Steven Seidenberg, author of Situ

“Crossing the ocean that divides East & West physically & metaphysically, Jane Joritz-Nakagawa has earned herself a very special quality as a writer. Her superbly agile & intuitive dexterity dealing with poetic thought process & language show us the genuine sense of freedom she enjoys. Her voice is clear, humble & strong. It is a pure thrill to flow with her in this magnificent <<terrain grammar>>.          Yuko Otomo

“Words are not mere objects,” Jane Joritz-Nakagawa writes from Japan, where she has lived and worked for many years. In her latest book of poetry, <<terrain grammar>>, words stir and jar one another. They create landscapes, shifting territorial contexts for each other. With its alternating stanzas and prose passages, fragments and statements, lime and rhyme, this brilliant hybrid terrain suggests the form of the Japanese haibun. Is it syntax or sheer poetic necessity that most startles the reader with unfamiliar sensations? Fierce, discerning, vigilant, these words have much to say, shout, nudge each other. And touch us with grace.   Norma Cole





Eric Selland 's Object States

“No object that isn’t a state of mind or being, no state of mind or being that doesn’t appear as an object, an event, a thought, a phrase. This haunting philosophical impasse and delight is the subject of Eric Selland’s quietly beautiful book in which nearly every echoing sentence invites pondering. ‘The poet screaming inside a fish.’ ‘A day which is merely a symptom.’ Do you know where or who you are?”           – Norman Fischer

“Eric Selland finds ‘invisible doors’ in spaces we did not know existed but are pleased to meet. ‘Language is a city’ both east and west and at once familiar and unfamiliar in ‘the absent presence of memory.’ A fine work both haunting and revelatory from one of the most skillful of contemporary poets.”             – Jane Joritz-Nakagawa










Judith Roitman's Roswell

“Expertly depleted of grammar, these poems have the effect of interlinear translations, literal glosses based on intelligence just beyond the human. Roitman has isolated a pure signal whose terms coalesce into media as tangible as the materials they stand for. Roswell testifies to the existence of a poetry at the limit of words, a culture just adjacent to the world, where facts remain.”                                                                                                                 – Cyrus Console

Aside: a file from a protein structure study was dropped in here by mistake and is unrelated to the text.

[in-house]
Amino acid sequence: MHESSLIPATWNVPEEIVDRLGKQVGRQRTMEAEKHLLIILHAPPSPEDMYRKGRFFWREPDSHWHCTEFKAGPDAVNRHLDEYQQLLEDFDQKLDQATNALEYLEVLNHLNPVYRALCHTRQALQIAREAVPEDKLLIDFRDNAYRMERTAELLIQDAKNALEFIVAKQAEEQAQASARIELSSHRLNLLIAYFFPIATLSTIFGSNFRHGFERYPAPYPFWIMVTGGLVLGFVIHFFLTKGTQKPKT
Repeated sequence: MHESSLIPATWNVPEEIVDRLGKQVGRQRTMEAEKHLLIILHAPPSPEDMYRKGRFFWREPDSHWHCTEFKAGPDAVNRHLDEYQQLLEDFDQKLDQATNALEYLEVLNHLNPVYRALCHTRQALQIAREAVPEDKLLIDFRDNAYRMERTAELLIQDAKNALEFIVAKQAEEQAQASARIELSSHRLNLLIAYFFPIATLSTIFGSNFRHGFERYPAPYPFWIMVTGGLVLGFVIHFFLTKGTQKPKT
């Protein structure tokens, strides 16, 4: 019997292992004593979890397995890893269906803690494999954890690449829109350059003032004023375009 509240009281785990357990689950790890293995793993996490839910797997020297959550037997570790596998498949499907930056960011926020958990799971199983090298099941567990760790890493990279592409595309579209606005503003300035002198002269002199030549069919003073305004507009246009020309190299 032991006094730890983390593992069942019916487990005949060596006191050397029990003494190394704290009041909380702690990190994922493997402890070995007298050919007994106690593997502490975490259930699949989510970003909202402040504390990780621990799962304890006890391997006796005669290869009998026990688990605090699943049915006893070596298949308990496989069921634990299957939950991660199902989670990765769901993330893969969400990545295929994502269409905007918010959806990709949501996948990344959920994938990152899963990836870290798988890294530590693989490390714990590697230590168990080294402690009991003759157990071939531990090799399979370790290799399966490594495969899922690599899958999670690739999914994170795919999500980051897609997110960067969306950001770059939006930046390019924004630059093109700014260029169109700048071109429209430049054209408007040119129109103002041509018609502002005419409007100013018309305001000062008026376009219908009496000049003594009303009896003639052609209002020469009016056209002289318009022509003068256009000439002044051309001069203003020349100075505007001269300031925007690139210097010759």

"Judith Roitman’s suite of documentary-poetic lyrics, Roswell, parses elements of narrative fact/fallacy. Take-off point is New Mexico, 1947, intersection of flying saucer crash reports and coverups. Redacted, randomized, resurrected texts jigsaw a story that is or could be. The poet is storyteller for a script that continuously shapeshifts. Words are reassigned in each moment of this essential collection."           – Denise Low, winner Red Mountain Editor’s Choice Award

"What are we looking at? That is the question that Judith Roitman’s fascinating Roswell poses to “eyewitnesses” and readers alike. Whether through a narrative debris field of testimonies, articles, and reports, or from the point of view of an abject alien in the desert, that elusive 'it' is 'seen as wished for never more than never recognized.' Ultimately, Roitman’s compelling poems are about that which seems alien, other, only partially experienced, when the 'positive malfunctioned.' In other words, this is a book about 2018 as much as 1947. You need to read it."            – Joseph Harrington, author of Of Some Sky